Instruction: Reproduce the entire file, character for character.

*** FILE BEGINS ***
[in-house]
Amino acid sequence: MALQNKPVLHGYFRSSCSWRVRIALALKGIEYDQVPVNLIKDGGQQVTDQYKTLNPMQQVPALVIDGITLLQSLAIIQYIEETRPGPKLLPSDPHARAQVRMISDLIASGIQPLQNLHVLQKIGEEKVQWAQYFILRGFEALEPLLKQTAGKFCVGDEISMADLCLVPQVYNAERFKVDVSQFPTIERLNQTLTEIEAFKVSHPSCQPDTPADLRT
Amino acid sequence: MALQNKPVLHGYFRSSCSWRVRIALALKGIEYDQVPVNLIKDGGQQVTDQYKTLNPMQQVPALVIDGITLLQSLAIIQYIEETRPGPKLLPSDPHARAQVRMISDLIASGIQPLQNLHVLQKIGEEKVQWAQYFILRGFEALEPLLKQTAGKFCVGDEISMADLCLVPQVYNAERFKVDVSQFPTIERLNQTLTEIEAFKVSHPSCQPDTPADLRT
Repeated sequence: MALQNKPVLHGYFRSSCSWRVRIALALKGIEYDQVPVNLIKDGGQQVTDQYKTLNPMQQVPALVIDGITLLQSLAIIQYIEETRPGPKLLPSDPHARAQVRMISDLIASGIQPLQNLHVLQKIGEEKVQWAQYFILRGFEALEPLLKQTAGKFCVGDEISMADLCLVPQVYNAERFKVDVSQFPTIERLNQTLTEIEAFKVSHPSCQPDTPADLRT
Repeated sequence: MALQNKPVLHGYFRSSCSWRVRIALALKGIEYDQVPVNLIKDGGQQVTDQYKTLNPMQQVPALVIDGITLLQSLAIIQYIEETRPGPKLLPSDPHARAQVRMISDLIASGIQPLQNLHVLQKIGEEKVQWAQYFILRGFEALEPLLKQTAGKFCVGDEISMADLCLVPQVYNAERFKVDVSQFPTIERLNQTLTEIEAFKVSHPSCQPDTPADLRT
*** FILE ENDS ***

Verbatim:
[in-house]
Amino acid sequence: MALQNKPVLHGYFRSSCSWRVRIALALKGIEYDQVPVNLIKDGGQQVTDQYKTLNPMQQVPALVIDGITLLQSLAIIQYIEETRPGPKLLPSDPHARAQVRMISDLIASGIQPLQNLHVLQKIGEEKVQWAQYFILRGFEALEPLLKQTAGKFCVGDEISMADLCLVPQVYNAERFKVDVSQFPTIERLNQTLTEIEAFKVSHPSCQPDTPADLRT
Amino acid sequence: MALQNKPVLHGYFRSSCSWRVRIALALKGIEYDQVPVNLIKDGGQQVTDQYKTLNPMQQVPALVIDGITLLQSLAIIQYIEETRPGPKLLPSDPHARAQVRMISDLIASGIQPLQNLHVLQKIGEEKVQWAQYFILRGFEALEPLLKQTAGKFCVGDEISMADLCLVPQVYNAERFKVDVSQFPTIERLNQTLTEIEAFKVSHPSCQPDTPADLRT
Repeated sequence: MALQNKPVLHGYFRSSCSWRVRIALALKGIEYDQVPVNLIKDGGQQVTDQYKTLNPMQQVPALVIDGITLLQSLAIIQYIEETRPGPKLLPSDPHARAQVRMISDLIASGIQPLQNLHVLQKIGEEKVQWAQYFILRGFEALEPLLKQTAGKFCVGDEISMADLCLVPQVYNAERFKVDVSQFPTIERLNQTLTEIEAFKVSHPSCQPDTPADLRT
Repeated sequence: MALQNKPVLHGYFRSSCSWRVRIALALKGIEYDQVPVNLIKDGGQQVTDQYKTLNPMQQVPALVIDGITLLQSLAIIQYIEETRPGPKLLPSDPHARAQVRMISDLIASGIQPLQNLHVLQKIGEEKVQWAQYFILRGFEALEPLLKQTAGKFCVGDEISMADLCLVPQVYNAERFKVDVSQFPTIERLNQTLTEIEAFKVSHPSCQPDTPADLRT